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‘Strange And Fascinating’ Deep-Sea Fish Washes Up on California Beach

Animals
‘Strange And Fascinating’ Deep-Sea Fish Washes Up on California Beach
An intact female Pacific Footballfish washed up on the shores of Laguna Beach. Ben Estes and Crystal Cove State Park

Last week, an amazing and unusual fish washed up on the beach in Southern California.


Black, 18-inches long and football-shaped, it sported a long stalk coming out of its head with bioluminescent tips. This is used to lure prey towards its large mouth with transparent teeth "like pointed shards of glass," a Facebook post by Crystal Cove State Park described. Its large mouth can then suck up and swallow prey the size of its own body, the park noted.

The fish was found by beach visitor Ben Estes in a Marine Protected Area at the popular park and is a species of deep-sea anglerfish. There are more than 200 species of anglerfish worldwide, the post shared, and experts believed this to be a very well-preserved, intact Pacific Footballfish (Himantolophus sagamius).

"To see an actual angler fish intact is very rare and it is unknown how or why the fish ended up on the shore," Crystal Cove posted.

Though not rare in the deep sea, where they usually live 2,000-3,300 feet below the surface in complete darkness, anglerfish do not usually wash up on the shore. According to the California Academy of Sciences, the only other specimen of the Pacific Footballfish from California that scientists have was caught in 1985 by fishermen in Monterey Bay, who hauled it up in their nets. It now is housed at the San Francisco museum.

The museum describes the environment that the Pacific Footballfish lives in as so dark that "sunlight doesn't penetrate." Food is scarce, so the footballfish has evolved to feed on "whatever fits in its mouth — including other fish, squid, and crustaceans," Cal Academy noted. The lure dangles in front of its mouth until the prey comes within striking distance. By then, it's too late for the food: it gets sucked into the footballfish's large mouth, and its sharp teeth, which are pointed inward, "ensure that what goes in doesn't come out," the museum said.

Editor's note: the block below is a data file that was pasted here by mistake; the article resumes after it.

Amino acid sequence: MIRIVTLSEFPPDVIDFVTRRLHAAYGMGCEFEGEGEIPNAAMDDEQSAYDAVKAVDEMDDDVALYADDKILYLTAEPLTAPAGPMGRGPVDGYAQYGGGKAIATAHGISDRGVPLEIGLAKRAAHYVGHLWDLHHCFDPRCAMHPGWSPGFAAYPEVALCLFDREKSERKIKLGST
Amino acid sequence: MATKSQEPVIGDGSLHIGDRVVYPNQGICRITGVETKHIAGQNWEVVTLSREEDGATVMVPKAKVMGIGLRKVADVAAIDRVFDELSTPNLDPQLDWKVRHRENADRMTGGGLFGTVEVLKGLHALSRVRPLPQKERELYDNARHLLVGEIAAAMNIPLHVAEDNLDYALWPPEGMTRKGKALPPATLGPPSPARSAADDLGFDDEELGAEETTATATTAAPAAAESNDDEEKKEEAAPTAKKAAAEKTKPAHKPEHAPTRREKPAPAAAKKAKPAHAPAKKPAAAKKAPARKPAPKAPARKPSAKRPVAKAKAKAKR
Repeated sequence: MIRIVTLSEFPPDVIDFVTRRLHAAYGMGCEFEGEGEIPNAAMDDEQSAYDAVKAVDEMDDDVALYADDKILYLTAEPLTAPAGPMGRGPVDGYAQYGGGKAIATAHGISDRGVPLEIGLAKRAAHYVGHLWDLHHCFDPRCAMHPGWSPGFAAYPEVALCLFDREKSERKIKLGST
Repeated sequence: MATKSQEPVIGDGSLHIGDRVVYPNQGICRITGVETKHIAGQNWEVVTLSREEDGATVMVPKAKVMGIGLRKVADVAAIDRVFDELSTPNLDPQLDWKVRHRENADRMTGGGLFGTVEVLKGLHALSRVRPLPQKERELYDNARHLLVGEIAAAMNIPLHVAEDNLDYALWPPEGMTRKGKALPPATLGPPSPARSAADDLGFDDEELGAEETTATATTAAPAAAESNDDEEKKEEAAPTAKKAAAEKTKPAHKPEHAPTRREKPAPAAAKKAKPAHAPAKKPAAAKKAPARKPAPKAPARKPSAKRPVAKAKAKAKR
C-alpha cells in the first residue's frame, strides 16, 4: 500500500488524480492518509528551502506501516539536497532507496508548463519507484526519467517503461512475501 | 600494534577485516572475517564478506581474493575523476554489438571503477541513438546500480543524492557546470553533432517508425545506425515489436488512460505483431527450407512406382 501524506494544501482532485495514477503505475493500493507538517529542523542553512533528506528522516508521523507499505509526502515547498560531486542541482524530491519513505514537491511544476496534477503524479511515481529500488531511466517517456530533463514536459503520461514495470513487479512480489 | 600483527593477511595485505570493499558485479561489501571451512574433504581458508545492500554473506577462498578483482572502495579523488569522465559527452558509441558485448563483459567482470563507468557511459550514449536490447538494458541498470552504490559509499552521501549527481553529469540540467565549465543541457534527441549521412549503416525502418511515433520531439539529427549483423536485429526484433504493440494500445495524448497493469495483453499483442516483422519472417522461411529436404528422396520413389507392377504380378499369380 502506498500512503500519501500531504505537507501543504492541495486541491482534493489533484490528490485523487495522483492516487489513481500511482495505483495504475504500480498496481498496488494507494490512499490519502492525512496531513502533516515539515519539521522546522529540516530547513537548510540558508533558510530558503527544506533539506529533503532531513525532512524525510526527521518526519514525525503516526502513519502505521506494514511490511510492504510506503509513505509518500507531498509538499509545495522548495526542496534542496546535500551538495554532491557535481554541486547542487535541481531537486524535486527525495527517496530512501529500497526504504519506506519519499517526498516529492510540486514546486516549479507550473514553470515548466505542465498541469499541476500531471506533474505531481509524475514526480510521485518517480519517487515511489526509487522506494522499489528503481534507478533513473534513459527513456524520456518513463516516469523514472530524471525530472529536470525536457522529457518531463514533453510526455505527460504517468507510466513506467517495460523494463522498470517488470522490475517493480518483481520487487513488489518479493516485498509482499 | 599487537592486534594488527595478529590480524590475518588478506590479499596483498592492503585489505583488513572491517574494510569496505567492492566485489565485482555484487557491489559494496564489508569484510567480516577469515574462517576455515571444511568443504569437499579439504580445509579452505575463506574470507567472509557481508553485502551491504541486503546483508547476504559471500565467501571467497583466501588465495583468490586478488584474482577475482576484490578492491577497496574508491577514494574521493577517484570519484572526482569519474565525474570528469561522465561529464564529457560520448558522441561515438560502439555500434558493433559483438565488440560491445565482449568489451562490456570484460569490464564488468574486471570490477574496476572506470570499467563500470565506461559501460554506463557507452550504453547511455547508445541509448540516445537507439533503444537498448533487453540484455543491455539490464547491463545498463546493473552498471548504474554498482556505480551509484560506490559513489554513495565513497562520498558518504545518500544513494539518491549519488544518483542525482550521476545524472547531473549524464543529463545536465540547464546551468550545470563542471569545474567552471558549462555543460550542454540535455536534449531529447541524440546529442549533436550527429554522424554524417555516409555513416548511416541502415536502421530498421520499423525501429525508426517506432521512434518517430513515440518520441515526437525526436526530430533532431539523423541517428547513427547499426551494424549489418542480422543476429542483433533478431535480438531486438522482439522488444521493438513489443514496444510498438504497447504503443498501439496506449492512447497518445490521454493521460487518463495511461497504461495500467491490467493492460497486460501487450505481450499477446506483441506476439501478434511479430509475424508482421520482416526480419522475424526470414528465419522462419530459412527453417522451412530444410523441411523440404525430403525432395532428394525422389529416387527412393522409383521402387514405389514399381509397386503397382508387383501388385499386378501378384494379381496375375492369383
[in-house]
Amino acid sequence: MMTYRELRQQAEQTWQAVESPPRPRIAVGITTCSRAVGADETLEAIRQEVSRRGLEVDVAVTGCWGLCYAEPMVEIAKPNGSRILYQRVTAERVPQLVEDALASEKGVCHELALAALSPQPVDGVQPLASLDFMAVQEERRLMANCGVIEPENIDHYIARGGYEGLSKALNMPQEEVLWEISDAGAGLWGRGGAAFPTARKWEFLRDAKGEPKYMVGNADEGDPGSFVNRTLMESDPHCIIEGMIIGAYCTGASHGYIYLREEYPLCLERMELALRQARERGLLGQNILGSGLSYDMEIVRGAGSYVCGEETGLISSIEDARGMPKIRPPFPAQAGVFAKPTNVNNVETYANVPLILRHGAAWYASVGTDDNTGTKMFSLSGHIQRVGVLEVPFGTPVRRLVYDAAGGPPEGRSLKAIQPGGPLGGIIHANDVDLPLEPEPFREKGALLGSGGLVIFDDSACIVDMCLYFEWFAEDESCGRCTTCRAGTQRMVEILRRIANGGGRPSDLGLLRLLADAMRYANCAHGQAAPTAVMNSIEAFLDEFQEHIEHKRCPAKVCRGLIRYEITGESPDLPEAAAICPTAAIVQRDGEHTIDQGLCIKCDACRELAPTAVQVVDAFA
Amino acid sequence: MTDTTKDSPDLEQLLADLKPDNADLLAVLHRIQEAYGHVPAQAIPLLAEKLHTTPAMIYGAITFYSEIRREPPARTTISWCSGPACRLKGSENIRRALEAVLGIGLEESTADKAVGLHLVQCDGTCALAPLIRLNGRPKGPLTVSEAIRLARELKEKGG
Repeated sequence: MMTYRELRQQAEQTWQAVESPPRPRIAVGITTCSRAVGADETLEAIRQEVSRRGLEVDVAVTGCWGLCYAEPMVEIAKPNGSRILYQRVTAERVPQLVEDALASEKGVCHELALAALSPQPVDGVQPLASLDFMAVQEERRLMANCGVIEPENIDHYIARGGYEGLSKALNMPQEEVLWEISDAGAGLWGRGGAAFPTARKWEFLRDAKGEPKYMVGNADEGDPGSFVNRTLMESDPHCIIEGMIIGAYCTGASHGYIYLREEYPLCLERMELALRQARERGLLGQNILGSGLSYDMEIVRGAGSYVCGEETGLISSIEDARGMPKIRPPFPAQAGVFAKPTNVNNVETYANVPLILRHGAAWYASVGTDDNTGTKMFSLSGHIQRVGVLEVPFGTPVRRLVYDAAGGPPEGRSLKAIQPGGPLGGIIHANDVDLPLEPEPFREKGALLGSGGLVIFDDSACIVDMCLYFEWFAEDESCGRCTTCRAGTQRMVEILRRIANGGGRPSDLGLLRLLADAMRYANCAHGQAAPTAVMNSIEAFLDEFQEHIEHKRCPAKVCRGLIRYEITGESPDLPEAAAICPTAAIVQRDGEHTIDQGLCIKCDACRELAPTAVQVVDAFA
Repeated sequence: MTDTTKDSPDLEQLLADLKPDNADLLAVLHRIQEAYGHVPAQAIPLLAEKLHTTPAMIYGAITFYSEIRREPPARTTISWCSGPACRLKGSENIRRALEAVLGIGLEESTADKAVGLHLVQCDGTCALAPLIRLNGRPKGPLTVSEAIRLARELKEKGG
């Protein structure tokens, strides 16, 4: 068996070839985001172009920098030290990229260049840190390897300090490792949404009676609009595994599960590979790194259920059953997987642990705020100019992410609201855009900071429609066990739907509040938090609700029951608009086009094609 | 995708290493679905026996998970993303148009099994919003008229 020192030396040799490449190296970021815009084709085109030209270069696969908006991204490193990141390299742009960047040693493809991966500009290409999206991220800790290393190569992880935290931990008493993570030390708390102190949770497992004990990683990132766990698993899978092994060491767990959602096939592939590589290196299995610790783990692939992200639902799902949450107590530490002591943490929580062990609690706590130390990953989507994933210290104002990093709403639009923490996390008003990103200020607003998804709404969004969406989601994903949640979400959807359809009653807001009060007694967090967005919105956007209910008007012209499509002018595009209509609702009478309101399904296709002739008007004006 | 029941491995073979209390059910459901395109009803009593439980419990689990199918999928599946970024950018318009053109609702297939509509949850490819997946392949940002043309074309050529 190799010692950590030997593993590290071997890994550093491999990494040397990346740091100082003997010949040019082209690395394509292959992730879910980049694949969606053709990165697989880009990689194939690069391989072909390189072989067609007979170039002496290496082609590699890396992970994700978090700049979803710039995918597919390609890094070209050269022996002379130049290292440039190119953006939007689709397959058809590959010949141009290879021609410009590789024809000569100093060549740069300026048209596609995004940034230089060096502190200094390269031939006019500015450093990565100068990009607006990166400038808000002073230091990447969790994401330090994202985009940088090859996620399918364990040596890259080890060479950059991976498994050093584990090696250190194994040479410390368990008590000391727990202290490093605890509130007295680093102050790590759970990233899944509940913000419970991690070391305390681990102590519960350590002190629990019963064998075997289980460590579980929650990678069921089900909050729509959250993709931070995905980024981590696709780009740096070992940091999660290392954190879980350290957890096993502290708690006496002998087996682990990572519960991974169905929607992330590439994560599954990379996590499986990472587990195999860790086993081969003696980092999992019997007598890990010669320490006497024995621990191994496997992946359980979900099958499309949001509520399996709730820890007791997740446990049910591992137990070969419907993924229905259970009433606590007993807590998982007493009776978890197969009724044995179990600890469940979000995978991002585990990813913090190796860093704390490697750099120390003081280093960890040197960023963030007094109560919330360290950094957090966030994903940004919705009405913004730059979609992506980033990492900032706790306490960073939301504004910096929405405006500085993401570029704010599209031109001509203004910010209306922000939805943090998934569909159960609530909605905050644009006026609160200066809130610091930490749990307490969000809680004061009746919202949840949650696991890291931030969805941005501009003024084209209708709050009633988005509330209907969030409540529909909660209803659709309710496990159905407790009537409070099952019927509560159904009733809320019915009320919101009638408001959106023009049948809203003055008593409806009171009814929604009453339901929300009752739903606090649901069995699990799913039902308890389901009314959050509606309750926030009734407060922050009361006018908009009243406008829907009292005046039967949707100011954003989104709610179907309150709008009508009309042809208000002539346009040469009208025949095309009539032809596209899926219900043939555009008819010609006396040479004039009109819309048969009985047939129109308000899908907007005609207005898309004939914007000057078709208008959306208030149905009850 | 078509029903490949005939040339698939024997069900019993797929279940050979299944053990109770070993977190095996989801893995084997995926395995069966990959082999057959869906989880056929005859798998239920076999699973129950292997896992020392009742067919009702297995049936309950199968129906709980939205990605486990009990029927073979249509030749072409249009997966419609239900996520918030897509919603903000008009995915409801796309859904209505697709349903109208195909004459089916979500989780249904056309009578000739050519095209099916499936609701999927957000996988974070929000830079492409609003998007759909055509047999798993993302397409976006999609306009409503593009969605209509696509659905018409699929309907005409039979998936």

Both the 1985 specimen and the most recent find from Laguna Beach were female footballfish, experts noted, because only females have the long stalk coming out of their heads. Bioluminescent bacteria flow into this appendage through small pores and live within the lure, multiplying due to the protection and nutrition that a host footballfish provides, Cal Academy explained. These bacteria are what actually emit the concentrated light from within the anglerfish lures.

Aside from lacking the bright lure, male footballfish are also much smaller than females. While the latter can reach lengths of 24 inches, males only grow to be about an inch long. Their sole purpose is to find a female and help her reproduce, Crystal Cove noted.

"Males latch onto the female with their teeth and become 'sexual parasites,' eventually coalescing with the female until nothing is left of their form but their testes for reproduction. Wild!" the state park posted.

"Using well-developed olfactory organs, they find and fuse themselves to females, eventually losing their eyes, internal organs, and everything else but the testes. The male becomes a permanent appendage that draws nutrition from its female host and serves as an easily accessible source of sperm," Cal Academy explained further.

Of the most recent find, Crystal Cove concluded, "Seeing this strange and fascinating fish is a testament to the diversity of marine life lurking below the water's surface in California's MPAs and as scientists continue to learn more about these deep-sea creatures it's important to reflect on how much is still to be learned from our wonderful ocean."

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